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Quotations About / On: RAIN

  • 21.
    Family values are a little like family vacations—subject to changeable weather and remembered more fondly with the passage of time. Though it rained all week at the beach, it's often the momentary rainbows that we remember.
    (Leslie Dreyfous (20th century), U.S. author. AP story, The New York Times (October 25, 1992).)
  • 22.
    All rejection and negation indicates a deficiency in fertility: fundamentally, if only we were good plowland we would allow nothing to go unused, and in every thing, event, and person we would welcome manure, rain, or sunshine.
    (Friedrich Nietzsche (1844-1900), German philosopher, classical scholar, critic of culture. Friedrich Nietzsche, Sämtliche Werke: Kritische Studienausgabe, vol. 2, p. 515, eds. Giorgio Colli and Mazzino Montinari, Berlin, de Gruyter (1980). Mixed Opinions and Maxims, aphorism 332, "Good Plowland," (1879).)
    More quotations from: Friedrich Nietzsche, sunshine, rain
  • 23.
    And what's romance? Usually, a nice little tale where you have everything As You Like It, where rain never wets your jacket and gnats never bite your nose and it's always daisy-time.
    (D.H. (David Herbert) Lawrence (1885-1930), British author. Studies in Classic American Literature, ch. 7 (1924).)
  • 24.
    Mix salt and sand, and it shall puzzle the wisest of men, with his mere natural appliances, to separate all the grains of sand from all the grains of salt; but a shower of rain will effect the same object in ten minutes.
    (Thomas Henry Huxley (1825-95), British biologist and educator. Reflection #63, Aphorisms and Reflections, selected by Henrietta A. Huxley, Macmillan (London, 1907).)
    More quotations from: Thomas Henry Huxley, rain
  • 25.
    The task of an American writer is not to describe the misgivings of a woman taken in adultery as she looks out of a window at the rain but to describe four hundred people under the lights reaching for a foul ball. This is ceremony.
    (John Cheever (1912-1982), U.S. author. "The Sixties," 1963 entry, John Cheever: The Journals, ed. Robert Gottlieb (1991).)
    More quotations from: John Cheever, rain, woman, people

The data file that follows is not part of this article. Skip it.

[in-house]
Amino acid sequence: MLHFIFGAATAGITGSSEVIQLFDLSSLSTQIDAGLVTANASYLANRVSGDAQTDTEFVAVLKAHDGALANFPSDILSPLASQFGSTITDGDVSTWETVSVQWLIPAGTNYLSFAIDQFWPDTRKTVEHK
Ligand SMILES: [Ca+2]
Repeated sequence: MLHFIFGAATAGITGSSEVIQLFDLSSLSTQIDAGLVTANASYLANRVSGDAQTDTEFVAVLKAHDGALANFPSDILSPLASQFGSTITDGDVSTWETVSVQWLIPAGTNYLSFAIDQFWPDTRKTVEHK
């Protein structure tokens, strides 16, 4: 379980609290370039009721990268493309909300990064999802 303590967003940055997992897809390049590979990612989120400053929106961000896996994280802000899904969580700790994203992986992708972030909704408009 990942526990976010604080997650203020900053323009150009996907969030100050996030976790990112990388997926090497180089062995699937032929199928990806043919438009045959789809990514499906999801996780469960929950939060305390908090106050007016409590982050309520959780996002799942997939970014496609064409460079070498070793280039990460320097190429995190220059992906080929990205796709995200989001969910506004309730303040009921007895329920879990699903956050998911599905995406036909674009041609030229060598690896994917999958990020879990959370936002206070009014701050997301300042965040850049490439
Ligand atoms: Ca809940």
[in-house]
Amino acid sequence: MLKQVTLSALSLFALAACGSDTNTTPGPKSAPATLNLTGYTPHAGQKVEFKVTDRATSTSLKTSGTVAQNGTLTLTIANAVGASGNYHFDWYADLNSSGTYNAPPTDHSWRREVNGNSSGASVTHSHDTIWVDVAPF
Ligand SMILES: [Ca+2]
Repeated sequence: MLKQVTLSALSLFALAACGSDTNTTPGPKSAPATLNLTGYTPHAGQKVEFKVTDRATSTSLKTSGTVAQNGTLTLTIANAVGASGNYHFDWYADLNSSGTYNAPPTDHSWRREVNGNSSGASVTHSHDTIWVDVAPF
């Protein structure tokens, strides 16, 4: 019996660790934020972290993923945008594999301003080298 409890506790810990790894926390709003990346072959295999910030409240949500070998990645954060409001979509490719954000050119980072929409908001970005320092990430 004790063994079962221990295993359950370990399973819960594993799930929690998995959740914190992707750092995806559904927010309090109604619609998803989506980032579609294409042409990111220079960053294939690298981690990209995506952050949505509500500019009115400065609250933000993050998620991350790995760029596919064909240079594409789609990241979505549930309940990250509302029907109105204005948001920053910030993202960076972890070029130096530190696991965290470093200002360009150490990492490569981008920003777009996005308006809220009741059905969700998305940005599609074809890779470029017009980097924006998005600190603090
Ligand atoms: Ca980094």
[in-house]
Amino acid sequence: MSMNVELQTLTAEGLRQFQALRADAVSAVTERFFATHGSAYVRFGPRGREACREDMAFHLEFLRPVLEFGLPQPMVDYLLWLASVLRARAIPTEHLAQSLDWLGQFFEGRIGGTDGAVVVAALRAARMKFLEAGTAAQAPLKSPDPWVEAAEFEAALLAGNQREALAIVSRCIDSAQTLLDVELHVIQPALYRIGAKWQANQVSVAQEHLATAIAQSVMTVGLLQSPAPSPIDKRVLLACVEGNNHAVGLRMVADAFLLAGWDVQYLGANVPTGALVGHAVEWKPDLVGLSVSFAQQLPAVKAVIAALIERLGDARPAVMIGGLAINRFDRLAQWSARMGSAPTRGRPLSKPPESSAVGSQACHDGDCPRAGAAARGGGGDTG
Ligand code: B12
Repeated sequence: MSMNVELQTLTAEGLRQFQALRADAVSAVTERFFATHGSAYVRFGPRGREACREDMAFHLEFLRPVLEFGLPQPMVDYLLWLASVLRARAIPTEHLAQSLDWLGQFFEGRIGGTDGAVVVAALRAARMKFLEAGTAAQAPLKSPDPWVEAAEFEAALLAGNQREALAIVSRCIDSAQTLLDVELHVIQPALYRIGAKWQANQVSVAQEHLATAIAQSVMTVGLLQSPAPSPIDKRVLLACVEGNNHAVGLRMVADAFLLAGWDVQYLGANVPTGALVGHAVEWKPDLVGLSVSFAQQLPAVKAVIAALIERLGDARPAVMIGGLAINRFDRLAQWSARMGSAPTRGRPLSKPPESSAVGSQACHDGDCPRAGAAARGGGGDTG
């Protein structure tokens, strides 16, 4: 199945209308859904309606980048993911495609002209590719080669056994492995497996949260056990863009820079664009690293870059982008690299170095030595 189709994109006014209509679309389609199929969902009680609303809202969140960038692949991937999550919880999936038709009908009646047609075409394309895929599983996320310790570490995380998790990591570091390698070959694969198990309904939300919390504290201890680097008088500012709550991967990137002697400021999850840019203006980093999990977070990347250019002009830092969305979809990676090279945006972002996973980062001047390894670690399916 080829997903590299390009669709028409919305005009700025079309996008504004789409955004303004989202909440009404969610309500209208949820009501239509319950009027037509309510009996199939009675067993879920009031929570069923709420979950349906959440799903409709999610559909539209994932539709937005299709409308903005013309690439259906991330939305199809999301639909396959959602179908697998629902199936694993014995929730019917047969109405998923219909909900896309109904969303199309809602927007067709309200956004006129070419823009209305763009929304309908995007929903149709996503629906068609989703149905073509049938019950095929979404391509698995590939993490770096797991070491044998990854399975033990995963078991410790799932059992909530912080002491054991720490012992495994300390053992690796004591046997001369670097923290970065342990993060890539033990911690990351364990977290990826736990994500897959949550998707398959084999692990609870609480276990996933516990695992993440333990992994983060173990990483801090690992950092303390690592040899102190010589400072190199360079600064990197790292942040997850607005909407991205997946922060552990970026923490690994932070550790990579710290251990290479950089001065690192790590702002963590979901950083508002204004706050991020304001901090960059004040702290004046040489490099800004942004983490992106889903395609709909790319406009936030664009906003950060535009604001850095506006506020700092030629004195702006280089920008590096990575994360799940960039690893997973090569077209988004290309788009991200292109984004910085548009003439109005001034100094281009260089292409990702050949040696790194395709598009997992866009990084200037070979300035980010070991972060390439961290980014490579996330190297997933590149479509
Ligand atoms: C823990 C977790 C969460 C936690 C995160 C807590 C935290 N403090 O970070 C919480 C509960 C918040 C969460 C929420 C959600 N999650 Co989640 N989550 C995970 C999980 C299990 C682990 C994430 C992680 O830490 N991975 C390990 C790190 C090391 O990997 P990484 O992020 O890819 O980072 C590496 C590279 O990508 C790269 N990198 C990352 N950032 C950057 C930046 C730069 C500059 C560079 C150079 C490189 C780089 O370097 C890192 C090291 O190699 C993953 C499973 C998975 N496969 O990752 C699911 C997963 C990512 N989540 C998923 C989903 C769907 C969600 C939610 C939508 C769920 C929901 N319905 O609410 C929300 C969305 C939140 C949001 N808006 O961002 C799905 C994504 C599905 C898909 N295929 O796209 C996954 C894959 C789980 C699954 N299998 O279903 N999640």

• 26.
    That rain is the best which falls steadily on the earth. A sudden and excessive downpour ruins the fields.
    (Jerome (c. 340-420), Roman church father. Epistulae, LIV, 10.)
    More quotations from: Jerome, rain
  • 27.
    What is a farm but a mute gospel? The chaff and the wheat, weeds and plants, blight, rain, insects, sun—it is a sacred emblem from the first furrow of spring to the last stack which the snow of winter overtakes in the fields.
    (Ralph Waldo Emerson (1803-1882), U.S. essayist, poet, philosopher. Nature, ch. 5 (1836, revised and repr. 1849).)
  • 28.
    As for the inlet or outlet of Walden, I have not yet discovered any but rain and snow and evaporation, though perhaps, with a thermometer and a line, such places may be found.
    (Henry David Thoreau (1817-1862), U.S. philosopher, author, naturalist. Walden (1854), in The Writings of Henry David Thoreau, vol. 2, p. 322, Houghton Mifflin (1906).)
    More quotations from: Henry David Thoreau, rain, snow
  • 29.
    Then climate is a great impediment to idle persons; we often resolve to give up the care of the weather, but still we regard the clouds and the rain.
    (Ralph Waldo Emerson (1803-1882), U.S. essayist, poet, philosopher. "Prudence," Essays, First Series (1841, repr. 1847).)
    More quotations from: Ralph Waldo Emerson, weather, rain
  • 30.
    Nature confounds her summer distinctions at this season. The heavens seem to be nearer the earth. The elements are less reserved and distinct. Water turns to ice, rain to snow. The day is but a Scandinavian night. The winter is an arctic summer.
    (Henry David Thoreau (1817-1862), U.S. philosopher, author, naturalist. "A Winter Walk" (1843), in The Writings of Henry David Thoreau, vol. 5, p. 170, Houghton Mifflin (1906).)
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